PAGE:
Five episodes in and we’re finally on the court! Episodes 4 and 5 of Winning Time depict eccentric owner Jerry Buss’s (played by John C. Reilly) vision for the Lakers’ franchise success. While there’s no denying the impact of the changes that his front office made to the franchise – which ultimately contributed to the Lakers’ meteoric rise to stardom and success – at the end of the day, it leaves us with a lot to unpack.
Starting off strong: I don’t know if it’s the eighties atmosphere or what, but something’s in the air, and, (surprise!) it’s sexism. Given Jerry Buss’s relationships with the women in his life – his mother, his ex-wife, his daughter, his lovers – it’s unsurprising that some of those same principles would spill over into his work. To start with the Laker Girls, run by Paula Abdul (Carina Conti) after the (second!) choreographer quit, Dr. Buss’s vision for what the dancers should look like is bolstered by his own sex drive, his own visions of what sexy women look and act like. In Episode 5 especially, we begin to see how his sexual interactions with women have affected his relationship with his ex-wife and his daughter. In Dr. Buss’s mind, there is a distinction made between the Laker Girls (and literally every other woman) and the women that he’s related to. It’s a powerful example of the seamless objectification of women that is seeped into the backbone of the Lakers’ franchise.
Despite the fact that his ex-wife owns the franchise (on paper, as he was quick to tell his business partner), and ignoring that it was an idea that his mother presented, his daughter assisted, and that his ex-wife executed, Dr. Buss remains stubborn in his vision for what the Lakers should be. Episode 4 begins to unpack the complicated psychodrama that is Jeanie Buss’s (Hadley Robinson) relationship with her father, from the flashback of her watching him have sex in public to serve as the go-between for her father with the rest of the front office staff. Ignoring Claire (Gaby Hoffmann), his business partner, and virtually any other person who dares to question the logic of his vision for the Lakers’ success (which would never be Jeanie, by the way), Dr. Buss becomes the embodiment of the eighties sexism that ran rampant in the workplace. It’s his way or the highway – even if the way that he’s going will lead the Lakers into bankruptcy.
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Episode 5 presents another look at how the NBA, and other national sports leagues, become so intertwined with social issues in the United States. With an in-depth look into Kareem Abdul-Jabbar’s (Dr. Solomon Hughes) character, we see his connection to Islam, his separation from his family, and his views on being a basketball player. His relationship with Earvin (Quincy Isaiah) highlights the difference between a seasoned athlete and a new player, yes, but also the difference between one generation and the next. Spencer Haywood (played by Wood Harris), a recent addition to the Lakers, and Kareem Abdul-Jabbar were pivotal players in shaping the NBA enough that players like Magic Johnson could enjoy their careers. Johnson’s draft was a direct result of Haywood’s lawsuit against the NBA. Abdul-Jabbar and Johnson go head-to-head in these two episodes as the team struggles to adjust to new head coach Jack McKinney’s (Tracy Letts) ‘new’ way of playing, and this philosophical divide between the two widens immeasurably.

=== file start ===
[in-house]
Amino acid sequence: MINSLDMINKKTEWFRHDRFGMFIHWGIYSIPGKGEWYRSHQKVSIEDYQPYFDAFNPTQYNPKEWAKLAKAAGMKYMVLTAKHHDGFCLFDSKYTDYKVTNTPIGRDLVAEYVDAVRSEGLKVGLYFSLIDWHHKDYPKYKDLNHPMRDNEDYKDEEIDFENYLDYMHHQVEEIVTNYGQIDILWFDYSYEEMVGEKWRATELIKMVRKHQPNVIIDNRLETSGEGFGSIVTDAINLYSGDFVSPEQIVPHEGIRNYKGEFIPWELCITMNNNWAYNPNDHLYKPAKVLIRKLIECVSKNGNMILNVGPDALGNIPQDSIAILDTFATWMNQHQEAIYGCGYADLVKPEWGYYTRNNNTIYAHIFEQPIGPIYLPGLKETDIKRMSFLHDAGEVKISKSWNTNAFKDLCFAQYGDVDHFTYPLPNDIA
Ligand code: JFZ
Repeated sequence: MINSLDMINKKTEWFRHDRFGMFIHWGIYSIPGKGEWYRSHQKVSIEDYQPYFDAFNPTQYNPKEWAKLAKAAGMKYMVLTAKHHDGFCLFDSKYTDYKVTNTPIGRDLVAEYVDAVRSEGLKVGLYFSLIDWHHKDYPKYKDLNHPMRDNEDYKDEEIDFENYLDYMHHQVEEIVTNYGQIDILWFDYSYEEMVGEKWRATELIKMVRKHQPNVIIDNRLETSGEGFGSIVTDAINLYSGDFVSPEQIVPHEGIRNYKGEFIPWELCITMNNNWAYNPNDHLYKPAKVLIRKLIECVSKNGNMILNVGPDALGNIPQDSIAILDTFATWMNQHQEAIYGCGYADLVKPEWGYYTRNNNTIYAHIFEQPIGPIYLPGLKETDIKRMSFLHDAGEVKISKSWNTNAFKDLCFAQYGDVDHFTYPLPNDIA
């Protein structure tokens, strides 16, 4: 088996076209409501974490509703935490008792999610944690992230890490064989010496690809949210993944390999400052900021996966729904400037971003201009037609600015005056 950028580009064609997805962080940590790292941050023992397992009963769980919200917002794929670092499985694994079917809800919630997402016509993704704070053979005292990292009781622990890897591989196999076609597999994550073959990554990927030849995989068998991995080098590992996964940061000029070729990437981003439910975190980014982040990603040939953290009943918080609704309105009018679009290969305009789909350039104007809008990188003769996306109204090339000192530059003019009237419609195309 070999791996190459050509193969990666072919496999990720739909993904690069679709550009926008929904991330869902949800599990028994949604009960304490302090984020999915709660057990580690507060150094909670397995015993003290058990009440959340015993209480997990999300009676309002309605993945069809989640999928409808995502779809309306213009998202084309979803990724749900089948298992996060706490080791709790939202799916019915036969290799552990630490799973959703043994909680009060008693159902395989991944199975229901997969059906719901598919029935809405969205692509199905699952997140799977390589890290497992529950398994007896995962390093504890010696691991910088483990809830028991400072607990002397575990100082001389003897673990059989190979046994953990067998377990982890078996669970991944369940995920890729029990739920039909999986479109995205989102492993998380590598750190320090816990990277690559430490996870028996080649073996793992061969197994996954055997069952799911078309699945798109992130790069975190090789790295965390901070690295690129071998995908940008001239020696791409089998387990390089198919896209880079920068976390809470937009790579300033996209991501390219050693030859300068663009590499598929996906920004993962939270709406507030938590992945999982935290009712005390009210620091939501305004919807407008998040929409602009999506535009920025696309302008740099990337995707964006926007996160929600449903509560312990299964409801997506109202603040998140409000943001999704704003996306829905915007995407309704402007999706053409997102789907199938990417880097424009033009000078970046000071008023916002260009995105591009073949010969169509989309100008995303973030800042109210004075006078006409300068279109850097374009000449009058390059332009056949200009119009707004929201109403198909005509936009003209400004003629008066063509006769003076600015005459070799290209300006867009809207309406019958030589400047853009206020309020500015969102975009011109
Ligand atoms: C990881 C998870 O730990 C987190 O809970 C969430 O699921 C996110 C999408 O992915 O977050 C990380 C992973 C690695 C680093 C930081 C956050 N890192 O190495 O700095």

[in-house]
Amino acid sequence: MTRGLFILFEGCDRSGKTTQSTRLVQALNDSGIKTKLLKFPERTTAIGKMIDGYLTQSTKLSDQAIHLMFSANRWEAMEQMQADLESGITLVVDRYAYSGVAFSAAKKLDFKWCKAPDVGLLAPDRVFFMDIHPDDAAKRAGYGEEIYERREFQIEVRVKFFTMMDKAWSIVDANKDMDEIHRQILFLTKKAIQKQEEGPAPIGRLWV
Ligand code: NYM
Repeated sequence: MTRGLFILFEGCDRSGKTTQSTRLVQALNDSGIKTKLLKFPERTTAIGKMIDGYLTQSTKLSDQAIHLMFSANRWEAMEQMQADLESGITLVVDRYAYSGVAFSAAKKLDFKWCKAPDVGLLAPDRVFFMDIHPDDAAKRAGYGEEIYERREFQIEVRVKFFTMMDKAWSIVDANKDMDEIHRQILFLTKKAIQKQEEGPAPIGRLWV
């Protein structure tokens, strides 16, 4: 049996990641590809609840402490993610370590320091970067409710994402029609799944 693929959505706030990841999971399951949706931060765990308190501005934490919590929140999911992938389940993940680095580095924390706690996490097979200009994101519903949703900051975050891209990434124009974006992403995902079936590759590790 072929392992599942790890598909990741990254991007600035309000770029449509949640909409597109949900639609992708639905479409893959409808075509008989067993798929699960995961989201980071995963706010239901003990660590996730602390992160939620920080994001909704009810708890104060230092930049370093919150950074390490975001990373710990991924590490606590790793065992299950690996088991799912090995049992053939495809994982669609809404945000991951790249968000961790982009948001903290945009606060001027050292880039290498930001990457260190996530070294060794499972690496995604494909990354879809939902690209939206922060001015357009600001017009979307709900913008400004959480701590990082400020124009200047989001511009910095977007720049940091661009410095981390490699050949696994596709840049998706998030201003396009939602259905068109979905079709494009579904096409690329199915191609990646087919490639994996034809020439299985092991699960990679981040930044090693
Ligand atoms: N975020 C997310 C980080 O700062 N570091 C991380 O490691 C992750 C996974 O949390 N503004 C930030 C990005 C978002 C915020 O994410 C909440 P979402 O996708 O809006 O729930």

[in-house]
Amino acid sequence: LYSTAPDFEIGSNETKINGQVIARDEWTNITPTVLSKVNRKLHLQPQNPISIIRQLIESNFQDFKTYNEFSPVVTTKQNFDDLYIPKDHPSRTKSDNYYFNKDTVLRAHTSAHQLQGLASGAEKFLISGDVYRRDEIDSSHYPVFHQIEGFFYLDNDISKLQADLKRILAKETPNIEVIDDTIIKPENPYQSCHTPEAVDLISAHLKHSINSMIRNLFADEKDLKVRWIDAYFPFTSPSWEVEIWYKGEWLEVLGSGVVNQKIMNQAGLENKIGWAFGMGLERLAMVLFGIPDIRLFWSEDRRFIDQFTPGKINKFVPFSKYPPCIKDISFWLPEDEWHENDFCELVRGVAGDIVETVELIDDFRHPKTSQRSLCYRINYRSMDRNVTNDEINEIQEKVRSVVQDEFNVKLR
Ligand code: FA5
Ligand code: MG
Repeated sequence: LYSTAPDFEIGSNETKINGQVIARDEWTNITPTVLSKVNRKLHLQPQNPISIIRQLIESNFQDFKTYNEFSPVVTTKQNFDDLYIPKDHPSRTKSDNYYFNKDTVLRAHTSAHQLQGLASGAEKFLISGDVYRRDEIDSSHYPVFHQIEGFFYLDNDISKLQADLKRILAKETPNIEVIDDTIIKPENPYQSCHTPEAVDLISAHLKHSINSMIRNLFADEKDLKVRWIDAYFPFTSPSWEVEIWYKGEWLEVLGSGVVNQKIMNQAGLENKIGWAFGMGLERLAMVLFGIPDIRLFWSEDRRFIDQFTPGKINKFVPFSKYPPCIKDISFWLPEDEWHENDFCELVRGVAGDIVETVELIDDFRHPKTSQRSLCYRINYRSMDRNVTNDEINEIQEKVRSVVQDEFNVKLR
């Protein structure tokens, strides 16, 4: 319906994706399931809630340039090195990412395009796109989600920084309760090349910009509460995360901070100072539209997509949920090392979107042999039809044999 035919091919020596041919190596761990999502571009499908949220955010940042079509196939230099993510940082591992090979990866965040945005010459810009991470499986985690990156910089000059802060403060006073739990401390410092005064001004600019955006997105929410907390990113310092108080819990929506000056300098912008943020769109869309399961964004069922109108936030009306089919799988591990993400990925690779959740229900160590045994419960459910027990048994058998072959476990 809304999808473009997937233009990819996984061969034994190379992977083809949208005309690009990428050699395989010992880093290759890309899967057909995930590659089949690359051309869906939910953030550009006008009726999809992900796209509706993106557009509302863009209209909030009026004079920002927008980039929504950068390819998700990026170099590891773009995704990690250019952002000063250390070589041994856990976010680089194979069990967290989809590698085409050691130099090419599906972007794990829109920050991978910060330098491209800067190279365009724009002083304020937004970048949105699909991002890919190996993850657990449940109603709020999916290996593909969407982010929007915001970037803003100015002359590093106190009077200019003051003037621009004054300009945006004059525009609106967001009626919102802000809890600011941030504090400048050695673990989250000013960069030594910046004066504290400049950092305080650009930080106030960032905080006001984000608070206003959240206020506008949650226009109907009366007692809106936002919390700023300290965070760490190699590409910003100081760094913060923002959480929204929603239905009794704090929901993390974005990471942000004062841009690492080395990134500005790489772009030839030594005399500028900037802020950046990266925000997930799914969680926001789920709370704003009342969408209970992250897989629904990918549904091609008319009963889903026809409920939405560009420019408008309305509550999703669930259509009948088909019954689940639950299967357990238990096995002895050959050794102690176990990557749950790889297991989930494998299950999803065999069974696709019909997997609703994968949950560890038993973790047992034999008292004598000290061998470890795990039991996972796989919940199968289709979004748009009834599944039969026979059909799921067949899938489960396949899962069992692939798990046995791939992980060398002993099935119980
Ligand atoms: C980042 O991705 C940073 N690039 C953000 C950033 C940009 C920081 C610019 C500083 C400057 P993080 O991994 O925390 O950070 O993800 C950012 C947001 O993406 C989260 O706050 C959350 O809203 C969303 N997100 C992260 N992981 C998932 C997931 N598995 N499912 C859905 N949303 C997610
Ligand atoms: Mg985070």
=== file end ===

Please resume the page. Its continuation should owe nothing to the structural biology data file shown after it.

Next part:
It speaks to the choices of the writers and producers of Winning Time that the women are reduced to caricatures, dependent on a man’s perspective of their motivations and actions. Prior to these two episodes, the series didn’t pass the Bechdel Test, let alone give any woman more than ten minutes worth of screen time without a man talking, ignoring, or having sex with her. And while some among us might be tempted to explain this phenomenon away by the fact that there are no female writers or producers listed in the show’s credits, it is too easy of an ‘out’ for all-male produced shows. Women are not the arbiters of determining what is and what isn’t sexist – anyone should have the capacity to know whether or not sexism is a leading element of the show. From the characters’ interpersonal interactions, it’s impossible to separate the misogyny from the plot of the show. The show makes it clear that the characters consider being feminine to be an insult: from the dismissal of the advice of female characters to the use of a slur to describe Pat Riley’s (Adrien Brody) ‘effeminate’ voice, femininity is exploited for sexual objectification and nothing further.
I have to question what it means to have an all-male writers’ room: is this really the best that they could do? Giving a couple of female characters screen time as someone’s daughter, wife, mother, employee, or girlfriend? The first female character who is completely independent of being attached to a man in the show is Paula Abdul, but even she bends to the vision of Dr. Buss.
At a time when the Lakers are first starting to establish a connection between racism and its pervasive hold on every institution in the United States, it’s disappointing that the same connection couldn’t be extended to sexism. If indeed, the amount of sexism is intentional on the part of the show, I have to admit that its purpose is going over my head. Are we meant to compare sexism in the eighties to sexism now? Or rather, is it something that just adds authenticity to the Lakers’ franchise? Either way, I’m looking forward to the next couple of episodes in the hopes that the show addresses some of my not-so rhetorical questions.